Does that sound plausible?

No. It sounds like more of the same response we've seen since the city's troubles with this project first surfaced: circling the wagons, willfully ignoring criticism, treating the public as a nuisance, not a part of the process.

The TIF tiff

In a separate matter, a Daily Herald Media report recently revealed that Tipple successfully lobbied for a change in state law extending the life of its riverfront TIF district without ever taking the issue to City Council or to other affected units of government: Marathon County, Northcentral Technical College and the Wausau School District.

This is pretty simple: Tipple did this wrong. He should have sought broad buy-in before lobbying state legislators for the policy change.

And this, too, has a connection to the Thomas Street fiasco. Even after the federal investigation was completed last year, Tipple never brought the information to the City Council, let alone to the public. It was not until after the Daily Herald's report that members of the Council and even some members of Tipple's own staff learned of the federal sanctions.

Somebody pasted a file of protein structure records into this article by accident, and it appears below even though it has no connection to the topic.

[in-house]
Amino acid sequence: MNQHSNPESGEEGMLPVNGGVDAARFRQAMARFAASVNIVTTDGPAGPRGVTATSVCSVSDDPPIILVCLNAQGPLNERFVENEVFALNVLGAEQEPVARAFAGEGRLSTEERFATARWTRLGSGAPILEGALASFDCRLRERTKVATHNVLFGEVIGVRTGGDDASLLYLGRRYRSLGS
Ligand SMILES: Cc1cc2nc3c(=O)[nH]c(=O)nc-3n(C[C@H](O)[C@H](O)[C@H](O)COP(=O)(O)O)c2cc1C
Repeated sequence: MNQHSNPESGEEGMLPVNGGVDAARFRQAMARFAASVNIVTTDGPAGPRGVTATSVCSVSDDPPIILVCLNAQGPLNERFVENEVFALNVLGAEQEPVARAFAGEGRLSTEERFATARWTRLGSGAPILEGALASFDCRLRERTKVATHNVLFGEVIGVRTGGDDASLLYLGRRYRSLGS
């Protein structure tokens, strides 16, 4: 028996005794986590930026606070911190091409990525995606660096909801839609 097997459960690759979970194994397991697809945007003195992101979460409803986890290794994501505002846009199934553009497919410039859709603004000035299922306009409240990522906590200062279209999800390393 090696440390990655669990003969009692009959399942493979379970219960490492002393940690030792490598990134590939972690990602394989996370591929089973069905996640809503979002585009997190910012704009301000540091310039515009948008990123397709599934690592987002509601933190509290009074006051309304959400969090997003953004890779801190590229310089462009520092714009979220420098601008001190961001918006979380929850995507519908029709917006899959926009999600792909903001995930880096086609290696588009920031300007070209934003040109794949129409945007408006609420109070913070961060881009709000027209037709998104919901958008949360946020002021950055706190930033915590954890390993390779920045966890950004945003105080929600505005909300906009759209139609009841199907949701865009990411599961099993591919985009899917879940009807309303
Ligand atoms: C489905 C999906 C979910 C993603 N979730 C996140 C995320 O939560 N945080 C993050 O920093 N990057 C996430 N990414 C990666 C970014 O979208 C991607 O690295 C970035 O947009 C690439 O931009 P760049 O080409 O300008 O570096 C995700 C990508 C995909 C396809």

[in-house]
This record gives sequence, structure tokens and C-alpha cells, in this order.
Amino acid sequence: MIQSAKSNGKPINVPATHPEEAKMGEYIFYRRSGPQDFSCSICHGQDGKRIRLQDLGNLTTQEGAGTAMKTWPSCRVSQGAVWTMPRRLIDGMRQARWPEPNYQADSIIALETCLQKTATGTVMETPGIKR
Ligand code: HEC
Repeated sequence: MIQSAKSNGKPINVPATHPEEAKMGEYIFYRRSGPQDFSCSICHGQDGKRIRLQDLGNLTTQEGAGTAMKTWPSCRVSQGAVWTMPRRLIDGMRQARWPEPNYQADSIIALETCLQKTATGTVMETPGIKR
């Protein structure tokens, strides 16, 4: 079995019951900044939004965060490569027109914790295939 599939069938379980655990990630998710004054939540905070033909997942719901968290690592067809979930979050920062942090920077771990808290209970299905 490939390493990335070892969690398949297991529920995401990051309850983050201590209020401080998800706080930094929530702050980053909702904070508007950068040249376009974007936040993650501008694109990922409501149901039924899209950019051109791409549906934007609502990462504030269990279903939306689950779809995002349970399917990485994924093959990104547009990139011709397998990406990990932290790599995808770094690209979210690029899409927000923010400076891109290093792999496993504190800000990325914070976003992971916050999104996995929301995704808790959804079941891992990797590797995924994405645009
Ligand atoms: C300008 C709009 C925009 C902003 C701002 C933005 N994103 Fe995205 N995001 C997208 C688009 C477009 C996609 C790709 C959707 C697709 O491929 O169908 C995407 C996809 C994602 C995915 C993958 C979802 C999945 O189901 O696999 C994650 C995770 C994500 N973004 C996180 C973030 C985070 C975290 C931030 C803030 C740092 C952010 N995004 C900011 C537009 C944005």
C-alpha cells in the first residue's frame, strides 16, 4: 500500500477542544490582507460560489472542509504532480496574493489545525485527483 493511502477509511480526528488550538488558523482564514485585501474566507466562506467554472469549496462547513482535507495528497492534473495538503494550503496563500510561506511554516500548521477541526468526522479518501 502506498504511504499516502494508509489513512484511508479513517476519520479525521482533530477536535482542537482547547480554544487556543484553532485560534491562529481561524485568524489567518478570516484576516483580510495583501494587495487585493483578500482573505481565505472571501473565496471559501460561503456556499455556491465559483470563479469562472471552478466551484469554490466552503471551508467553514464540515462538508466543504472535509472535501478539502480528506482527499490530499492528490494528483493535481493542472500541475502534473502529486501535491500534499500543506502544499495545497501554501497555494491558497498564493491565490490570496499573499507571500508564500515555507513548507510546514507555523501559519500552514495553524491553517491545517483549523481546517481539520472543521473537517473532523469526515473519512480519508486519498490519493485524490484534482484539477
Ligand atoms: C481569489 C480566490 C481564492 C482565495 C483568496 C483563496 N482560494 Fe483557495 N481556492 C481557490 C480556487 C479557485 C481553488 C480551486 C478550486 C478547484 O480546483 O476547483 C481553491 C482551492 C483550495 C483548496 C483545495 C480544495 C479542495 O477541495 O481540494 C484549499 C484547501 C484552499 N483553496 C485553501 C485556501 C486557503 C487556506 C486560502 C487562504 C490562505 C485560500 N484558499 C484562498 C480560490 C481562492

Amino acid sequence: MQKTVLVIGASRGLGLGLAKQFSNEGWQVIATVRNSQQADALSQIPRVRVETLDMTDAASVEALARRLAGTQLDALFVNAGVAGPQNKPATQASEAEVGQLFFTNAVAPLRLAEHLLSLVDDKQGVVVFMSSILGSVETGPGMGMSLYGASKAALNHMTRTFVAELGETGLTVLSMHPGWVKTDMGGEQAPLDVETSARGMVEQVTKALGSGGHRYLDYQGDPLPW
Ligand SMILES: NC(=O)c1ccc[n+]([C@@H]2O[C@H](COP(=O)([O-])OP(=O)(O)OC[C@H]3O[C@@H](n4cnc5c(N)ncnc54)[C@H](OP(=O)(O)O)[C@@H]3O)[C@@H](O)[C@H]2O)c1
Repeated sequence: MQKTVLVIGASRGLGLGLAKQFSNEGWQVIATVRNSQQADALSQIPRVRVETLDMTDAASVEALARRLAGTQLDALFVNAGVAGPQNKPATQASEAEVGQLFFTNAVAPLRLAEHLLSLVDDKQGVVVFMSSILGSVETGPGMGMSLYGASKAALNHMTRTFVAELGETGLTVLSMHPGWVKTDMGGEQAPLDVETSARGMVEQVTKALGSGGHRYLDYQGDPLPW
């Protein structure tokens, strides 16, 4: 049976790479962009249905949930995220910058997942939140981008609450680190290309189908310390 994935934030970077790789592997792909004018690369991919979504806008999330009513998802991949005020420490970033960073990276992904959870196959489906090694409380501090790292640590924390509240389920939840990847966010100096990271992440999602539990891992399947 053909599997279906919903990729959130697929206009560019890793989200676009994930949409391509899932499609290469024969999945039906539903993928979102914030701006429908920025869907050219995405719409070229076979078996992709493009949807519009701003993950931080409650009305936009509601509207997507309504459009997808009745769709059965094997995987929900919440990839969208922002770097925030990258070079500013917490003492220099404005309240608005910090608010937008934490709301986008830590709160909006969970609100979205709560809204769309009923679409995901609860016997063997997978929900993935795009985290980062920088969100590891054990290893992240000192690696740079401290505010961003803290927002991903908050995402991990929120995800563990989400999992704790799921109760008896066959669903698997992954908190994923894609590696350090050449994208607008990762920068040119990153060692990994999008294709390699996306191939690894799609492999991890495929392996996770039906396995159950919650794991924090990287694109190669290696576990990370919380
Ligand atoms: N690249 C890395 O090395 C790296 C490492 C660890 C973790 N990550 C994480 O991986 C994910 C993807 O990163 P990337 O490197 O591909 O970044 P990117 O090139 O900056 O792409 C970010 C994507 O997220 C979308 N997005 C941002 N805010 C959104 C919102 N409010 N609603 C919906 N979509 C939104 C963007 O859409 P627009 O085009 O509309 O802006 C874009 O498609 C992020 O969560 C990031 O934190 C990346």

In that environment, perhaps it is not surprising that Tipple would go so far as to successfully urge the passage of a new state law without consulting with the Council or other leaders.

Not surprising - but still disturbing.

What it adds up to

We believe that Wausau's leaders have the city's best interests in mind. There is no evidence that any of them are out to get personally rich or to abuse their offices in the traditionally corrupt ways. Wausau's city staff and its elected leaders work hard to implement a vision for the city that they believe in. And we see - and write about, frequently - a number of great developments happening in Wausau. There are new businesses opening; there are great community events. It is a great place to live. Frankly, we would prefer to focus on those positive stories, too.

But what we simply do not see from City Hall is a commitment to openness - not from the mayor, not from the city staff and not, on the whole, from City Council. We see a cloistered, closed system where top leaders reinforce the worst tendencies toward defensiveness and secrecy.

That's not how our city should run. And we should not be satisfied with it.